Berkeley Law plays a pivotal and growing role in California’s environmental leadership
By Rekha Radhakrishnan
For decades, America—and often the world—has looked to California’s visionary leadership on environmental policy. Recently, jarring projections about the rate and impacts of global warming have turbo-charged the urgency driving that vision.
With recent governor Jerry Brown setting bold climate benchmarks, current governor Gavin Newsom fueling programs to meet them, and climate change becoming a dire worldwide concern, the state once again finds itself on center stage. Meanwhile, Berkeley Law once again finds itself immersed in far-reaching efforts to help California generate meaningful protections for the planet.
Ranked third in the nation by U.S. News & World Report, the school’s environmental law program has a track record of groundbreaking research and productive projects. Now, it is ramping up an already formidable set of climate initiatives—adding renowned experts, expanding vital resources, and forging promising partnerships.
“California is a laboratory,” says Jordan Diamond ’08, executive director of Berkeley Law’s Center for Law, Energy & the Environment (CLEE). “We have a chance to test new policies and approaches here, see if they work, what they can achieve, and what needs to be tweaked—and then provide a model for other jurisdictions. We’re positioned perfectly to help accelerate the climate action we so desperately need.”
Much of that policy work focuses on California, largely because the state influences other states and countries. CLEE and the school’s Environmental Law Clinic (ELC) are well-connected, pivotal players in California’s push to enact meaningful climate reform.
That perch wasn’t reached overnight, but through a growing, shared vision between students and faculty.
Filling a void
Early in his tenure at Berkeley Law, Professor and CLEE Faculty Director Dan Farber recognized a glaring absence. “We needed a coordinating organization that could tie together students’ burgeoning interest in environmental issues with the school’s rich academic history,” he says.
Standout faculty members like Joseph Sax, dubbed the “father of environmental law,” were producing seminal work in the field. But Farber knew law students “needed an opportunity to work on these issues in earnest.” And the faculty needed a better avenue for reaching policymakers regarding those issues.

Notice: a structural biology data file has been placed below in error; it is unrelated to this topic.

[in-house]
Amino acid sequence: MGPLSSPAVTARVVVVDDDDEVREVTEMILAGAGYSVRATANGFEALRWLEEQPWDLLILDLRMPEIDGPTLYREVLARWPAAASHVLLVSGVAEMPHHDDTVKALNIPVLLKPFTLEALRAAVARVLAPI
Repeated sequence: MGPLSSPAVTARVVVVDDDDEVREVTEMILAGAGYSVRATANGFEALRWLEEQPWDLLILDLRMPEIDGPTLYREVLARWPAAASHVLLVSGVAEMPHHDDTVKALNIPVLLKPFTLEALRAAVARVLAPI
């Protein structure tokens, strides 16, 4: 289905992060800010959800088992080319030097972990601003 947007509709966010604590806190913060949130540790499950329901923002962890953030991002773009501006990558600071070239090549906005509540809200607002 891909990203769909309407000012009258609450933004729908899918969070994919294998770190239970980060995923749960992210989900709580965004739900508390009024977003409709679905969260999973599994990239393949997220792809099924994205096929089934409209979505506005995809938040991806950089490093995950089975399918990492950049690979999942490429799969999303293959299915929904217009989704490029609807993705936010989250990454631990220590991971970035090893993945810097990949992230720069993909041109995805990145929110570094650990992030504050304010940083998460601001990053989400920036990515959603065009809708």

After consultations with students, faculty, and alumni, the environmental law center became a reality in 2005. It has since worked to translate non-partisan research into real-world solutions, providing a vector for transforming the intellectual capital on campus into pragmatic policy change.
Ten years later, ELC was launched. Steered by Director Claudia Polsky ’96, the clinic trains the next generation of climate defenders by enabling students to work on high-impact projects.
Through the center’s expanding work, the clinic’s robust docket, and a wide range of faculty research, there is a clear sense of urgency uniting Berkeley Law’s ambitious climate efforts.
“Many of us are drawn to this work because we care about the earth’s resources and we want to solve problems,” says Professor Holly Doremus, a leading scholar in the field. “The best environmental legal work helps shine a light on unrecognized aspects of a problem.”
Because of its reputation, capacity, and impartiality, CLEE provides unique linkage between and among local, state, and federal government; the private sector; academia; non-governmental organizations; and others in the climate field.
The center’s Climate Change & Business Research Initiative engages business, nonprofit, and government leaders to achieve economic and environmental benefits from state climate programs. This collaborative effort between Berkeley Law and UCLA Law’s Emmett Institute, led by CLEE Climate Program Director Ethan Elkind, has produced 17 reports and hosted numerous public events spanning seven economic sectors.